Dr David Strain, British Medical Association Board of Science Chair, says: 

“It’s deeply disappointing to see the new government threaten to throw away the progress we have made tackling obesity without any evidence it would do anything to help alleviate the impact of the cost of living crisis. This sort of short-term thinking threatens not only the government’s target to halve childhood obesity by 2030 but the NHS itself, as obesity-related preventable illnesses mount up in the absence of any discernible strategy to prevent them.

“These are policies designed to make it easier for people to eat more healthily. Scrapping them would be a disaster for the most deprived families in the UK, families which are most likely to be suffering from obesity both as adults and children.

"Health inequalities are already increasing at a worrying pace and this is just threatening to turbocharge them for no gain.

“Something we should have learned from the pandemic is the importance of good population health, including maintaining a healthy weight and lifestyle. Instead, what we are seeing proposed betrays a complete lack of strategic thinking and a bewildering disregard for evidence-based public policy.”

A new public survey (16h September 2022), carried out by YouGov for Cancer Research UK of more than 2,000 adults, which showed 60% of people support the junk food restrictions being implemented in January 2023 as originally planned.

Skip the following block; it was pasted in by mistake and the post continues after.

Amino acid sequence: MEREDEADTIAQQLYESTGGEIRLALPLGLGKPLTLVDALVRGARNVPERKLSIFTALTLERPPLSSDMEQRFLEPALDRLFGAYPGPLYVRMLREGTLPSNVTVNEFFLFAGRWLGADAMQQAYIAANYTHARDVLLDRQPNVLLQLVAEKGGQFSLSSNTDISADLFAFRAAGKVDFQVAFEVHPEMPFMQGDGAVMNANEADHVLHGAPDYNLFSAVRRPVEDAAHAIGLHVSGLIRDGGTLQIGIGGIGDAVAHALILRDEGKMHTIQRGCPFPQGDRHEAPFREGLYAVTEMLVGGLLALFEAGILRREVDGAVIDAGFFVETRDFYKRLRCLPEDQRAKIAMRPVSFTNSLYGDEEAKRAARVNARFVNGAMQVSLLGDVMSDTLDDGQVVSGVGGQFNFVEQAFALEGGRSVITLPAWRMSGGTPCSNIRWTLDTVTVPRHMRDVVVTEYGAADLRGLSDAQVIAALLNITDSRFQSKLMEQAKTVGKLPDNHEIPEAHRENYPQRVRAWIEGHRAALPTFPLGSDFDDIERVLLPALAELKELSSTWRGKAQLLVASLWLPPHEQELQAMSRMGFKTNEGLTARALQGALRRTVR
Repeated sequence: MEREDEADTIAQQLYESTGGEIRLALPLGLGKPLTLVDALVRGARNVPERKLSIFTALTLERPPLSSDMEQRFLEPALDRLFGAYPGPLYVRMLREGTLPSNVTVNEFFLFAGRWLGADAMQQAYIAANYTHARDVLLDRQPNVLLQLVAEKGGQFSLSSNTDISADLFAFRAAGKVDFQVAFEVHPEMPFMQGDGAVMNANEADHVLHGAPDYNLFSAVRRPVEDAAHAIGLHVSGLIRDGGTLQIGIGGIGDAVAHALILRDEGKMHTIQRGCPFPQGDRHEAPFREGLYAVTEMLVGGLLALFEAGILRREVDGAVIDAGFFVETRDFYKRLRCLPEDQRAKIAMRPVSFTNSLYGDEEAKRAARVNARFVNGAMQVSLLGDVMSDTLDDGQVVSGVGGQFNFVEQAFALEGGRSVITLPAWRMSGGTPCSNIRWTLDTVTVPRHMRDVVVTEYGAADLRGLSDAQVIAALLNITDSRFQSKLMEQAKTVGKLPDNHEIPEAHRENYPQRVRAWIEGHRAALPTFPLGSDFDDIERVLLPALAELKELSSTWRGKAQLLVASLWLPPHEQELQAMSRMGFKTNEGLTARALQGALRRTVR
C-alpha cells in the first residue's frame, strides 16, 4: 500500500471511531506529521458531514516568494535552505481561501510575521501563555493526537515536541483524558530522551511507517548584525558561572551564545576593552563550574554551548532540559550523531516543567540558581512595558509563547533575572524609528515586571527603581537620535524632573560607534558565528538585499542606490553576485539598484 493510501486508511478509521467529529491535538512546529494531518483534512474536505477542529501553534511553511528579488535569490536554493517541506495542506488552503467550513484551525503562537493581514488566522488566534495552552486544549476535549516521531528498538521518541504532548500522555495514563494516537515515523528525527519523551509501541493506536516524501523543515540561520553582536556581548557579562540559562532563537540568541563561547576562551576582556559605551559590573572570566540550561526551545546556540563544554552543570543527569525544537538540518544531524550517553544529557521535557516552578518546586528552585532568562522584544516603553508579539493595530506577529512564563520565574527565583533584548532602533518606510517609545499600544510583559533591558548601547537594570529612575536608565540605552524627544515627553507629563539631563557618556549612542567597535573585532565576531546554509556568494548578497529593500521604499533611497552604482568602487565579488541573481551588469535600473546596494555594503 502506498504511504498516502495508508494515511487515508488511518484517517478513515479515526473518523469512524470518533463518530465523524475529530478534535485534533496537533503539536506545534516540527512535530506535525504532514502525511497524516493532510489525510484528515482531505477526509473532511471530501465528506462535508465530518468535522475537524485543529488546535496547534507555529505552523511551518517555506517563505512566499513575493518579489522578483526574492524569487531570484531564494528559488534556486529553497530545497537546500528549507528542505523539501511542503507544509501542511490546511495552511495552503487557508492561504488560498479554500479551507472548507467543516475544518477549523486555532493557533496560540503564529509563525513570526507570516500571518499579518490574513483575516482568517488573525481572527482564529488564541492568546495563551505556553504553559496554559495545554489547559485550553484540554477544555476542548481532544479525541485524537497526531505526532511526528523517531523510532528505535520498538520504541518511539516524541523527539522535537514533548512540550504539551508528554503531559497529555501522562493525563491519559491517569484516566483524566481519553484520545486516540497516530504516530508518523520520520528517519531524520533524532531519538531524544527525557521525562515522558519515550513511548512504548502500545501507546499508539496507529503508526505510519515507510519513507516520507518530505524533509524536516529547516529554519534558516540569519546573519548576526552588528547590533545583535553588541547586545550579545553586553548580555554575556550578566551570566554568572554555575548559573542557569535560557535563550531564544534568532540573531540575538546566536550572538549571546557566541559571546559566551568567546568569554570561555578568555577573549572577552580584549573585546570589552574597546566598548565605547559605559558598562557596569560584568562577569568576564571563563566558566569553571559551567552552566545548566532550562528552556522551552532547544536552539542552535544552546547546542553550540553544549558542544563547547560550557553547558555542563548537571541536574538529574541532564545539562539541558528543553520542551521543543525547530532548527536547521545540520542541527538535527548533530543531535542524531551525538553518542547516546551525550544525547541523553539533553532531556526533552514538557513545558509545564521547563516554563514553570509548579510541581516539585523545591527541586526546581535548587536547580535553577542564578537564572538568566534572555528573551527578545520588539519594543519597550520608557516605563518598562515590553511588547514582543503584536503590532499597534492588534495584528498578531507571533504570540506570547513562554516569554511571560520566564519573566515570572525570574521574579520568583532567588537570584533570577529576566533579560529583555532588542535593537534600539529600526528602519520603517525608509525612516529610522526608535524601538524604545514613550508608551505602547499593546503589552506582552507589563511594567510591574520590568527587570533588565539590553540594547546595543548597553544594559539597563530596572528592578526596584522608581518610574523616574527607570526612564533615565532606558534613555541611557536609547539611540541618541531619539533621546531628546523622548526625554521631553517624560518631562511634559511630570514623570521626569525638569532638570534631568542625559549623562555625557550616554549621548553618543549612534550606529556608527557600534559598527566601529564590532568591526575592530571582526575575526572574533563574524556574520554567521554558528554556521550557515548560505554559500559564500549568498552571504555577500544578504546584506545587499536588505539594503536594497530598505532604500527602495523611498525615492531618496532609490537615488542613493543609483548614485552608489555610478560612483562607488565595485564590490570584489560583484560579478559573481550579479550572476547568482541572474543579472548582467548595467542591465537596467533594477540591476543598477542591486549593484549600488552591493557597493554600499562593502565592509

Katharine Jenner, Director of the Obesity Health Alliance says:

“If these agreed policies fail to be implemented, we can wave goodbye to the savings of £37bn for the NHS and £202bn for wider society through increased productivity that would be generated if we met the 2030 target of halving childhood obesity.

"We strongly urge the Prime Minister to reconsider any plans that would undoubtedly jeopardise these crucial public health measures."

Read the full letter to the Prime Minister

 

Media coverage for this story

Evening Standard

Daily Mail

Daily Mirror

Published 22 Sep 2022

Children's Food Campaign: Better food and food teaching for children in schools, and protection of children from junk food marketing are the aims of Sustain's high-profile Children's Food Campaign. We also want clear food labelling that can be understood by everyone, including children.